New Assessment Test Could Put Iowa Students Back On Top

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DES MOINES, Iowa–There’s no disputing that the Iowa state assessments were groundbreaking for educational testing.

“They’ve been around forever.  It was developed at the University of Iowa. It was like the hallmark for many years,” said Iowa Board of Education member Mary Ellen Miller.

Now, after setting the pace, Iowa educators find themselves having to play catch up.  Miller said, “Half the country used the Iowa Test of Basic Skills. Now the only state still using it is Iowa.  So that says something right there too,”

Miller says the current testing has not changed with the times and it is causing a glaring concern.  “People my age grew up in an age where Iowa was at the top in charts of education.  We are in the middle and that’s hard for some of us to swallow and we want to bring Iowa back to that top level.”

In order to reach that success once again, last Thursday the State Board of Education voted unanimously to replace the current assessments for math and reading with the Smarter Balanced Assessment, created by 26 states, including Iowa.  The assessment is a centerpiece of a report in 2014 from the Iowa Assessment Task Force.  Schoolchildren will begin using it during the 2016-2017 school year.

Education officials say they’ve learned from the past.   “Right now if you think about it, the teachers are testing to the new standards on an old test, no wonder they complain,” said Miller.

It also addressed another complaint.  Miller said, “A lot of parents complained that the students felt pressure.  ‘I’ve only got one hour, I’ve only got two hours’ and they don’t do well under that pressure.  All of that is gone.”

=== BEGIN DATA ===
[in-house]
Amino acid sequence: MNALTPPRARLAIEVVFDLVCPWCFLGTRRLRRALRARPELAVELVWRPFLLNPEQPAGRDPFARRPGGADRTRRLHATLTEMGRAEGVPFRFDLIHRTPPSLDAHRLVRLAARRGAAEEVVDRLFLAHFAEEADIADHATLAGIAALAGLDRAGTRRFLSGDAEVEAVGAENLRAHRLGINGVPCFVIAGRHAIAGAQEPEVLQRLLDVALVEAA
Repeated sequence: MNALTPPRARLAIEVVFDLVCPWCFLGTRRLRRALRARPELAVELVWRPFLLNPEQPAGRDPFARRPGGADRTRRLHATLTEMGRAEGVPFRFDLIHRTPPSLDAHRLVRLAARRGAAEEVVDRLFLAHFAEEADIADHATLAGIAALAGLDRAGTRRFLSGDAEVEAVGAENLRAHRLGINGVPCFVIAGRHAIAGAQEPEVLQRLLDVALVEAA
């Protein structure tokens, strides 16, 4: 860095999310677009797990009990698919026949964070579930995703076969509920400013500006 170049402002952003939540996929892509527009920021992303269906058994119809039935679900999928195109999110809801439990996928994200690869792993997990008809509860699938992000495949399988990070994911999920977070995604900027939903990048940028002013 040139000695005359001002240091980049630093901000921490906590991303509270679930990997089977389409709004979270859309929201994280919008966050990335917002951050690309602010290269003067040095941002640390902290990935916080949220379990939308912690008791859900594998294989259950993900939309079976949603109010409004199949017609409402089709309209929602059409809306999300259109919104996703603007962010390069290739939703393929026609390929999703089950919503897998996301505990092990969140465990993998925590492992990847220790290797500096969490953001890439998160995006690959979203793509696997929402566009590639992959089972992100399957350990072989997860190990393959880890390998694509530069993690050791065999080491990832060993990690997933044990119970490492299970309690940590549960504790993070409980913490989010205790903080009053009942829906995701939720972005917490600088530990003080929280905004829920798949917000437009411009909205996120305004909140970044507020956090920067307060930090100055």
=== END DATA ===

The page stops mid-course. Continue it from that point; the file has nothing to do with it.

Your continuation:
Outside of students having no time limit, education officials say the new assessment test will stay up to date with open sourcing.  “It isn’t a stagnant test.  It will evolve as the standards evolve, as teachers see what works and what doesn’t, so it won’t get old,” said Miller.

A formative testing feature will provide teachers with a snapshot of student progress before the assessment. Miller said, “Teachers can use the short tests along the school year and adjust their teaching to match their students at that time.”

While Miller admits there will be some hurdles along the way,”This is gonna take a while to adapt.  This is probably going to take 2-3 years for everyone to really feel comfortable with.”

Educators believe the new standards will give Iowa students a better chance to reach their true potential.

Miller said, “What we have done nationwide with the core is raise expectations for our students so that we are moving beyond what we used to do which was rote memorization. Now we want students proving they can apply knowledge.  Why are we doing this? Because we want them to be successful in life.”

The Iowa Board of Education will also review the Smarter Balanced Assessment every seven years.


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